Frazier Takes Charge

June 05, 1994

There has long been a consensus inside and outside the Baltimore Police Department that it needed a shakeup. That's why Mayor Kurt L. Schmoke brought Thomas C. Frazier here as police commissioner. And that's just what Mr. Frazier is doing. He said he wanted fewer officers manning desks and more patrolling the streets. He said there were too many officers who have been doing the same thing for too long, barring others from getting necessary experience. One way to accomplish both goals is to strip out whole layers of command bureaucracy, leaving money and slots for bread-and-butter police work.

Mr. Frazier came to Baltimore knowing he has to produce. Large parts of the city are poisoned by the drug culture. Someone is murdered almost every day. Too often they are children and other innocent bystanders. Drug-peddling punks control whole neighborhoods, whose law-abiding residents fear to leave their homes or let their children play too close to windows. Other neighborhoods that were until recently sanctuaries for the middle class are invaded by thugs who beat, rob and wantonly shoot victims. Once in a while they hit a citizen so exemplary that the murder is front-page news, but the harsh fact is that peaceful citizens all over the city live in fear. Mr. Frazier knows his mandate is to reduce violent crime, and quickly.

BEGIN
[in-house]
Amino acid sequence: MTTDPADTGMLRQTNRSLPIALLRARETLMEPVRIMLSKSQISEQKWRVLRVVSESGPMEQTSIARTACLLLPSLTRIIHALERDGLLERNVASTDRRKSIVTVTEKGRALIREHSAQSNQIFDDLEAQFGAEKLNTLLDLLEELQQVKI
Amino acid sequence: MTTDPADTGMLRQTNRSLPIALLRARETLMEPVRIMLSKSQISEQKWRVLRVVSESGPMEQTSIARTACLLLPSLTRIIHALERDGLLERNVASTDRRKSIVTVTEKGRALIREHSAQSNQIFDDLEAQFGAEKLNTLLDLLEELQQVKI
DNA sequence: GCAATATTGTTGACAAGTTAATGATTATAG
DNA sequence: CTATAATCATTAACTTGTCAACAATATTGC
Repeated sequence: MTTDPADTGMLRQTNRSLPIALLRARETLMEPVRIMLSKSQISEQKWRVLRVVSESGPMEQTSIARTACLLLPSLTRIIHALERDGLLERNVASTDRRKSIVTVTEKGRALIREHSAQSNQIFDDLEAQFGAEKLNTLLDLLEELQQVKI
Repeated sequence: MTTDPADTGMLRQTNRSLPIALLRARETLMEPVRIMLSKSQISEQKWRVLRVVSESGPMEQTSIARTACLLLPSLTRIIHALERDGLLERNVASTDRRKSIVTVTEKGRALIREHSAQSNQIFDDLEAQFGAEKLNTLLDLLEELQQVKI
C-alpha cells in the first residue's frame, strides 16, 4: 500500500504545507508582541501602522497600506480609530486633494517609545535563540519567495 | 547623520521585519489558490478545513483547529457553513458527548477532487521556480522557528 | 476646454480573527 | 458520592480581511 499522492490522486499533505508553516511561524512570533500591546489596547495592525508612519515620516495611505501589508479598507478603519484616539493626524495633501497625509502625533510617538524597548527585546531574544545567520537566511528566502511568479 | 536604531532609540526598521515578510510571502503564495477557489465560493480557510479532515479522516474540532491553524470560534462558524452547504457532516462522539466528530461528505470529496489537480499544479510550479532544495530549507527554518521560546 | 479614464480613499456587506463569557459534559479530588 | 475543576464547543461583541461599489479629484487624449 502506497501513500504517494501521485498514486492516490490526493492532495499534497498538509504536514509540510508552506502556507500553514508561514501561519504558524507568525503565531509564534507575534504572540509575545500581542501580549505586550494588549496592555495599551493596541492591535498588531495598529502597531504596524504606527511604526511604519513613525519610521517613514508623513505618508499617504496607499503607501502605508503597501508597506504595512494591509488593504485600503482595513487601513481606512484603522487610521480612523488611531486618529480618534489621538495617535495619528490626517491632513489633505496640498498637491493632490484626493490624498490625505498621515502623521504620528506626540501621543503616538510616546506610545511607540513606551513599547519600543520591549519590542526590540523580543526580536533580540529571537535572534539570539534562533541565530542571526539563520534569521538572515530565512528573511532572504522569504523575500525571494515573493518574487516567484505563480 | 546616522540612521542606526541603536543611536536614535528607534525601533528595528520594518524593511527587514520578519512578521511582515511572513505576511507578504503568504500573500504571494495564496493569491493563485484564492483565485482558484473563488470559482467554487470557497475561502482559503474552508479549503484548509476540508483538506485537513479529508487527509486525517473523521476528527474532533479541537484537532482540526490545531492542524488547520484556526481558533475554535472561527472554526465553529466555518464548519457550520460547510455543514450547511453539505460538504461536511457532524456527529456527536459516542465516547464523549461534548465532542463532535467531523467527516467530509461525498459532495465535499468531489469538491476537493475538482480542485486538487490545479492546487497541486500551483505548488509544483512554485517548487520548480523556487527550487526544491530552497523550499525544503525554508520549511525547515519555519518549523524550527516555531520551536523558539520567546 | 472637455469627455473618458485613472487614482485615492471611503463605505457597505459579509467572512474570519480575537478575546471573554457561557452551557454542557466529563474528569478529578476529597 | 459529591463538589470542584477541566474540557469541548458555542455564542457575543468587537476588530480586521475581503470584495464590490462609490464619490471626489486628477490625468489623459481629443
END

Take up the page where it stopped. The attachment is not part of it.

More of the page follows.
One way to accomplish that goal is with major sweeps of drug-infested neighborhoods, followed by clean-up crews and enhanced patrolling, as in the area near Greenmount and North Avenues last March. Less devastated neighborhoods get more officers routinely on their streets at the times and places they are most needed.

Another tactic is to bring the police department under the commissioner's direct control. It's his neck (and perhaps the mayor's) if he fails to lift the department from the doldrums created by past bungling leadership. By wiping out the second level of command, the deputy commissioners, and the second level within the district commands, he has narrowed the gap between himself and the officer on the street. Now he will deal with unit commanders through one layer of subordinates, and those commanders will directly supervise their shift lieutenants. That's a change in command style.

Mr. Frazier is demonstrating that his frequent wearing of a uniform -- unusual among recent Baltimore police commissioners -- is not just showmanship. He's a cop, not a paper-shuffler or time-server. By tightening the command structure, as well as some previous controversial personnel moves, Mr. Frazier is effectively saying, "The buck stops here." With his own team in place, the new commissioner is the man in charge.

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